Project Kuiper, Amazon’s satellite internet program, is aiming to launch two prototype satellites by the end of next year as it seeks to provide global broadband access to rural and remote areas.
The launch and operation of the prototypes first must be approved by the Federal Communications Commission; Kuiper Systems, the Amazon subsidiary that will operate Project Kuiper, filed what’s known as a “request for experimental license” with the regulator on Monday.
The goal would be to test and validate the satellites’ propulsion, power and attitude control systems, thermal design and over-the-air software update capabilities. Kuiper Systems, which requested a two-year license, would also collect data on performance and telemetry over time, as well as data on the launch operations and mission management.
The two satellites would operate at 590 kilometers above Earth’s surface, one of three orbital altitudes the FCC licensed for use by Kuiper last year. Under that license, Amazon must send up around half its planned total constellation (which clocks in at 3,236 satellites) within the next six years.
Once in orbit, the satellites would link up to ground stations in South America, Asia, Texas and four customer terminal units, according to the company’s experimental license application. The company didn’t provide any more details about the customer units in the application, only noting that they would be the prototype of “an innovative, low-cost customer terminal developed by Amazon.”
The company said it would perform a “propulsive de-orbit” at the end of the mission, meaning the satellites would burn up in the Earth’s atmosphere at the end of their useful life. Should that process fail, Project Kuiper said the satellites would passively de-orbit via orbital decay three-and-a-half years from launch.
Assuming the license is approved, the two prototypes — dubbed KuiperSat-1 and KuiperSat-2 — would launch from Cape Canaveral in two separate missions by the fourth quarter of 2022.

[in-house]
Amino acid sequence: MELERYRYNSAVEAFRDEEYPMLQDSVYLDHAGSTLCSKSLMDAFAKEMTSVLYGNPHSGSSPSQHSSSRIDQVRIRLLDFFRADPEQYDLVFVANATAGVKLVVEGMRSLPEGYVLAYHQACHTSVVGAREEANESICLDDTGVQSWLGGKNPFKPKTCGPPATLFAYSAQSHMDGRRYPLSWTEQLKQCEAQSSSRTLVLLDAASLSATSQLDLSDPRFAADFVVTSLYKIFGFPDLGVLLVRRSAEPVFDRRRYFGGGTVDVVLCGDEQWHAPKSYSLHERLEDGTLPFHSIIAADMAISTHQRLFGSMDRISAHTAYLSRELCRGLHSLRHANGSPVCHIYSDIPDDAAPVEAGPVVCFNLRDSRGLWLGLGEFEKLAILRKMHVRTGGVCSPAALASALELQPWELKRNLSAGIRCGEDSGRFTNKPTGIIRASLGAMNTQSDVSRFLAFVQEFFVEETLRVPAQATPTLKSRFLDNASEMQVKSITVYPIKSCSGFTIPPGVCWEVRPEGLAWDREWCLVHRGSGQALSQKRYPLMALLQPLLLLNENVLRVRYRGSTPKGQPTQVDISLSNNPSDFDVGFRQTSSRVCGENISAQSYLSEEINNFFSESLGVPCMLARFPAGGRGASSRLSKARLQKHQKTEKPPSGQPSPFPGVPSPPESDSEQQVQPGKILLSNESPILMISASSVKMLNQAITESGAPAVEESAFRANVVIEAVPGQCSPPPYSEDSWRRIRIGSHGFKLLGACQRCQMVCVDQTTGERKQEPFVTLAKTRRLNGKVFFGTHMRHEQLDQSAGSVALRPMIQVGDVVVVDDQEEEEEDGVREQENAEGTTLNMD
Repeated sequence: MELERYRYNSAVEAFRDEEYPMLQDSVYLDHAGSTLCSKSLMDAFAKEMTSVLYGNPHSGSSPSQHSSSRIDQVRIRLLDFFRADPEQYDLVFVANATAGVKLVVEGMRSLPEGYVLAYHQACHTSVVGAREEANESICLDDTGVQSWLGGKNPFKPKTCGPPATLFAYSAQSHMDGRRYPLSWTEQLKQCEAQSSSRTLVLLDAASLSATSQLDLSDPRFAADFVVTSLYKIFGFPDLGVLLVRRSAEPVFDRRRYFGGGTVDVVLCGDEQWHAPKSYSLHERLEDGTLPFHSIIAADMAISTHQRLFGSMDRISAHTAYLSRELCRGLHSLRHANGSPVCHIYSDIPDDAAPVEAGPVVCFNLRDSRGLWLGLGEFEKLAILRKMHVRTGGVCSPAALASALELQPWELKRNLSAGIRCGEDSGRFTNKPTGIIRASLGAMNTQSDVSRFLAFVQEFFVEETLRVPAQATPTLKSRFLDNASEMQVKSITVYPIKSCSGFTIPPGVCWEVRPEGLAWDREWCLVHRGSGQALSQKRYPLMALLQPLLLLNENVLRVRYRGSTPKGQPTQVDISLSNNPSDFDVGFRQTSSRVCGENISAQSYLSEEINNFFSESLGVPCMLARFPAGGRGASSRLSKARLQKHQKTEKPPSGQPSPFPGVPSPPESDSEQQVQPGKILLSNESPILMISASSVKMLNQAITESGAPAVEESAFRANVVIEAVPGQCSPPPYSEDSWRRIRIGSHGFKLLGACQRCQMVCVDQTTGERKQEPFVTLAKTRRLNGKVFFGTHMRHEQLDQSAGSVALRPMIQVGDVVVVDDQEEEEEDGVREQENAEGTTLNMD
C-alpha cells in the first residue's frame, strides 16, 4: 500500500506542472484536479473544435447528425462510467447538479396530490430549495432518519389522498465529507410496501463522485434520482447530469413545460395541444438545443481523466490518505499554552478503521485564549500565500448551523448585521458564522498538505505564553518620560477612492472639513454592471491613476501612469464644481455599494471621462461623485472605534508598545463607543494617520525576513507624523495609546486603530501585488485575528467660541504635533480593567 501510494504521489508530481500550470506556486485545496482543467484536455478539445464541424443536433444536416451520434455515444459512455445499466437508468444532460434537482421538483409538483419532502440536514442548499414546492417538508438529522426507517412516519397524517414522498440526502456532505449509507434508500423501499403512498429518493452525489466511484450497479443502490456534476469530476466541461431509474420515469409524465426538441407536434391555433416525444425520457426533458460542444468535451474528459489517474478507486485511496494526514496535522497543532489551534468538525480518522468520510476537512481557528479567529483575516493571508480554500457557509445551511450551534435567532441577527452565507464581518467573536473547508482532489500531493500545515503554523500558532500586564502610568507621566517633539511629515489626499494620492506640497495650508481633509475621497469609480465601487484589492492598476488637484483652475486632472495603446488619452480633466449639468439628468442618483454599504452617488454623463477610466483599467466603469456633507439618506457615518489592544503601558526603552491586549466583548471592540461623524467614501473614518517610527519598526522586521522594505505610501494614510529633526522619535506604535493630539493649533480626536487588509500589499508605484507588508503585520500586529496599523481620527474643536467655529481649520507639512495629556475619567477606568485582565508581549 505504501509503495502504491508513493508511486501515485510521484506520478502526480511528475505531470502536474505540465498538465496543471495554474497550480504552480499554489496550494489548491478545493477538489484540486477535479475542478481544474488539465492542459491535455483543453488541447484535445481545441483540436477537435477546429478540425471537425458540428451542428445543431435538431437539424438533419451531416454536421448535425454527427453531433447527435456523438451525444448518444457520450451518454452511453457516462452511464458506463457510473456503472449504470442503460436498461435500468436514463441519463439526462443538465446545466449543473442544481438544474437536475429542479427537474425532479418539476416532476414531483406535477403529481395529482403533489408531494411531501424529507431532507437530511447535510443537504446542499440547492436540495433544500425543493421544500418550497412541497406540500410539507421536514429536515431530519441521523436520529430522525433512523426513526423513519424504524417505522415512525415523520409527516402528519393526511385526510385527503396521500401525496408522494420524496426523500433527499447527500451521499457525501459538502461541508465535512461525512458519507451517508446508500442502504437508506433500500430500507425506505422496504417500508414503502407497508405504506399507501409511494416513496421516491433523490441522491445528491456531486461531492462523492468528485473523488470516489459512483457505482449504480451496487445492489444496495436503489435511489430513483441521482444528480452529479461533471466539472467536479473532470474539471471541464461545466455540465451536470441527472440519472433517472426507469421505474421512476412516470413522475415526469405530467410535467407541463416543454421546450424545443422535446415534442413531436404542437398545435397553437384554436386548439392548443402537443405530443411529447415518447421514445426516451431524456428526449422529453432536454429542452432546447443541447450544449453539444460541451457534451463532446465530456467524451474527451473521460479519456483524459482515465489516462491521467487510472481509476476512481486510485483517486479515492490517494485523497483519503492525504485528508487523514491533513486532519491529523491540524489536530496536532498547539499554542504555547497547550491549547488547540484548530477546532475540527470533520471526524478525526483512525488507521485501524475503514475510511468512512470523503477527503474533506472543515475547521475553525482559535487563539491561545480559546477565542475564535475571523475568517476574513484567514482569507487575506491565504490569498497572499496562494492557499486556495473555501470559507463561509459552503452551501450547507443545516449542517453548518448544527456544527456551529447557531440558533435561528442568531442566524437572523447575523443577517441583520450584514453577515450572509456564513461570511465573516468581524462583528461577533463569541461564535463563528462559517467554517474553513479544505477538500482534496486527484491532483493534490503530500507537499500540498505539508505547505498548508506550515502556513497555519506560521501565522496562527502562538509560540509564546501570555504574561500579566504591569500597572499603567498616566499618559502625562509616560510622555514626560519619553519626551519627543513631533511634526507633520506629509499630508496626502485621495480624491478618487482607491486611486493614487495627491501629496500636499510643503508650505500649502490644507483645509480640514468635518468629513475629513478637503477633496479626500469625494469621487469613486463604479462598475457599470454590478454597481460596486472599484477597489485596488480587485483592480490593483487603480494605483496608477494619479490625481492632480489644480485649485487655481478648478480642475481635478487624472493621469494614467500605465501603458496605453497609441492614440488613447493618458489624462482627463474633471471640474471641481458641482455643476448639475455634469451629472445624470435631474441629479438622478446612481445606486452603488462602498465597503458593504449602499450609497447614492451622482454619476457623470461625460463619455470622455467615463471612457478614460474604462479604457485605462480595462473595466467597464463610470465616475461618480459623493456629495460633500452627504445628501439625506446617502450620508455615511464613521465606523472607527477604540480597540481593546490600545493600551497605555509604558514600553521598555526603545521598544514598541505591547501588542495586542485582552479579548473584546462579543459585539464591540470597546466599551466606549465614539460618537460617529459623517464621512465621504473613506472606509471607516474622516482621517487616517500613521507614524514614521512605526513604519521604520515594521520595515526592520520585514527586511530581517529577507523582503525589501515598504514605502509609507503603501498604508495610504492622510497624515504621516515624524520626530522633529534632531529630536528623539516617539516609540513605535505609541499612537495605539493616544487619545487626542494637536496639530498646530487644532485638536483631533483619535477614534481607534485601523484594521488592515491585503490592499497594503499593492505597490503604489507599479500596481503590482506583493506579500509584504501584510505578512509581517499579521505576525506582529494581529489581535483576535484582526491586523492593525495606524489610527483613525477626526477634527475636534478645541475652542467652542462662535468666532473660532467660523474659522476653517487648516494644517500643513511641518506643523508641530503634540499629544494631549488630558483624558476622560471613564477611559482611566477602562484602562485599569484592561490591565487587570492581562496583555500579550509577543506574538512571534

Amazon has selected ABL Space Systems as the launch provider for the two missions. While ABL’s RS1 rocket has yet to reach orbit, the startup said it plans to conduct its first launch of the 88-foot-tall rocket from Alaska by the end of this year. Last week, ABL announced it had closed a $200 million financing round, which reportedly boosted its valuation up to $2.4 billion.
The two companies have been working together “for several months,” Amazon said, with two integration design reviews already completed.
“We see this as just the start of a long-term relationship together and look forward to supporting them as they expand their business,” the company said in a statement.
The two prototypes are a crucial steppingstone to commercialization, as Amazon seeks to compete in the burgeoning satellite broadband market that’s currently cornered by SpaceX’s Starlink. That market could generate up to $18.6 billion by 2030, according to Allied Market Research.
Amazon plans to invest at least $10 billion in Project Kuiper. The e-commerce giant said last April it had secured an agreement with United Launch Alliance for nine launches. Amazon SVP of Devices & Services David Limp said during last year’s TC Sessions: Space that the company will seek multiple launch providers for the project.
“When you have to put 3,200-plus things into space, you will need lots of launch capacity,” he said. “Our hope is that it’s not just one provider, that there will be multiple providers.”